Easter Sunday marks the holiest, most exalted moment of the Christian year. In Easter services all over the world, trumpets and organs blast. Flowers transform churches with their brightness. Worship leaders boldly proclaim: “Christ is risen!” Congregations echo back: “Christ is risen indeed!” The cycle of celebration and repetition begins as it should — a festive proclamation of good news. In Christ God has overcome the powers of sin and death, freeing us to live with hope and promising us life. Not just life after death, but full life, divinely inspired life — life in the here and now.

Christ is risen! Christ is risen indeed!

Even in these festive moments, many people express insecurity regarding the quality of their own believing.

Even Jesus had a Tax Man

Taxes are due April 15. Courtesy Shutterstock

Taxes are due April 15. Courtesy Shutterstock

Feeling anxious about your tax liability as April 15 nears? The Bible has many references to taxes that will sound strangely relevant at this time of year — beginning with the story of David and Goliath.

Many remember a teenage boy offended by insults thrown by a giant foe against his nation and God himself, who volunteers to go into battle with a slingshot. But did you know that a tax incentive was part of his prize?

Visiting the battlefield, David learns: “The king will give great wealth to the man who kills (Goliath) and will exempt his family from taxes in Israel,” (1 Samuel 17:25).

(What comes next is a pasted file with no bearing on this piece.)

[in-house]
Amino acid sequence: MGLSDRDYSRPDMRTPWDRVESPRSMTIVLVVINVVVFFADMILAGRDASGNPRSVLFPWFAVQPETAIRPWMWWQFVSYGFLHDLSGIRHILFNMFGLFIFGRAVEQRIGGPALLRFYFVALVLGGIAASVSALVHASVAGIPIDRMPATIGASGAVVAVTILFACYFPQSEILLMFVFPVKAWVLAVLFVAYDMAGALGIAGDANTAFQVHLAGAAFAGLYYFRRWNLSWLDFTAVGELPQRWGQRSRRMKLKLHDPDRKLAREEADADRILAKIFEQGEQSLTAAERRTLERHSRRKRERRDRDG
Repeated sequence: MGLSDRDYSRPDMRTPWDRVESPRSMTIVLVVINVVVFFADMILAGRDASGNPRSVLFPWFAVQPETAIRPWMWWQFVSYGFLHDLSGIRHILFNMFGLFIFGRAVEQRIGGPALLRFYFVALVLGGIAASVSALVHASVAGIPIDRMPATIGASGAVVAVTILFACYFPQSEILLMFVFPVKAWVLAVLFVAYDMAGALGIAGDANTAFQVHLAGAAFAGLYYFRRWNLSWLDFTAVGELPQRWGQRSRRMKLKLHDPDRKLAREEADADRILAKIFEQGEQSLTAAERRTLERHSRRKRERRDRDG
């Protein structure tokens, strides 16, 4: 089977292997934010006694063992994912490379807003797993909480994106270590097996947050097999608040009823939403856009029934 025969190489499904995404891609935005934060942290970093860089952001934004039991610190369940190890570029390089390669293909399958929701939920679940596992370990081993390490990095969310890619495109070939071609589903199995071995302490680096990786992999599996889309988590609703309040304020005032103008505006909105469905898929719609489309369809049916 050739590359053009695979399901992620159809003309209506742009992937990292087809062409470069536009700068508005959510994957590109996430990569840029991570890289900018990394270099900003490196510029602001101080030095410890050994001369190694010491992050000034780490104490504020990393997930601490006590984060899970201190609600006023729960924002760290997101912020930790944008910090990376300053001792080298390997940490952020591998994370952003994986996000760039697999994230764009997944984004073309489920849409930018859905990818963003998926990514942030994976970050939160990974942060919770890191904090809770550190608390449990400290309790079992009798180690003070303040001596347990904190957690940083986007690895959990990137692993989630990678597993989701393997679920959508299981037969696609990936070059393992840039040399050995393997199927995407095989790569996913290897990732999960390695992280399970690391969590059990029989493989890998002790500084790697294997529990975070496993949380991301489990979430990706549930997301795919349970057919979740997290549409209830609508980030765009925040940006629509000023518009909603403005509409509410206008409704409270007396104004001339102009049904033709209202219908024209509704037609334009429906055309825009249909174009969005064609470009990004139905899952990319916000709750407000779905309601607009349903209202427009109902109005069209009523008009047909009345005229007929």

Throughout Scripture, tax discussions mark many passages, as ancient men and women worried about how they would pay.

The 'In' and the 'Out': How Some of Our Churches Operate More like Night Clubs

Neon Lettering:  koya979/

Neon Lettering: koya979/

The bouncers proceeded to look us over exactly one time. No more. No less. Upon making their assessment, we were informed the club didn't cater to our type. I guess a green v-neck shirt, cammo shorts, and sandals didn't appear affluent enough to afford anything the club had to offer. In their defense, their assessment was spot on.

On the trek back to our hotel, at the opposite end of the strip, I had a good deal of time to think about what had transpired. That's when it dawned on me, our churches operate a lot like that night club.

Allow me to explain.

For starters, the church thrives on exclusivity. As an institution, it spends an awful lot of time and energy differentiating between the "in" and the "out."

Not This Time -- A Reflection on the Resurrection of Lazarus

Renata Sedmakova/

Resurrection of Lazarus by A. Badile. Renata Sedmakova/

Editor's Note: This post is adapted from a sermon preached by the Rev. Dr. Randle R. (Rick) Nixon.

Some of us have stood at a tomb, faced an open grave, scattered the ashes of one beloved. We know what it’s like to be confronted with the stark reality of death and the flood of conflicting emotions that comes with it. I’ve stood at different sites at Dry Creek Cemetery in Boise, Idaho, and the Veteran’s Cemetery next to it, to bury my father, my brother, my nephew, my step-father and-step sister, my brother-in-law, not to mention my beloved piano teacher, and a dear high school friend. Not so long ago I stood by the open grave of Patrice Heath as her casket was lowered into the ground. We prayed and wept and celebrated her life, but it is not an easy thing, under any circumstances, to lay a loved one to rest.  

The ancient story of Lazarus being raised from the dead in John 11:1-45 is just such a situation. It’s also another occasion to encounter Jesus in his divinity and his humanity. It’s a long, complicated story. You have heard it read. I will not attempt to unpack it all.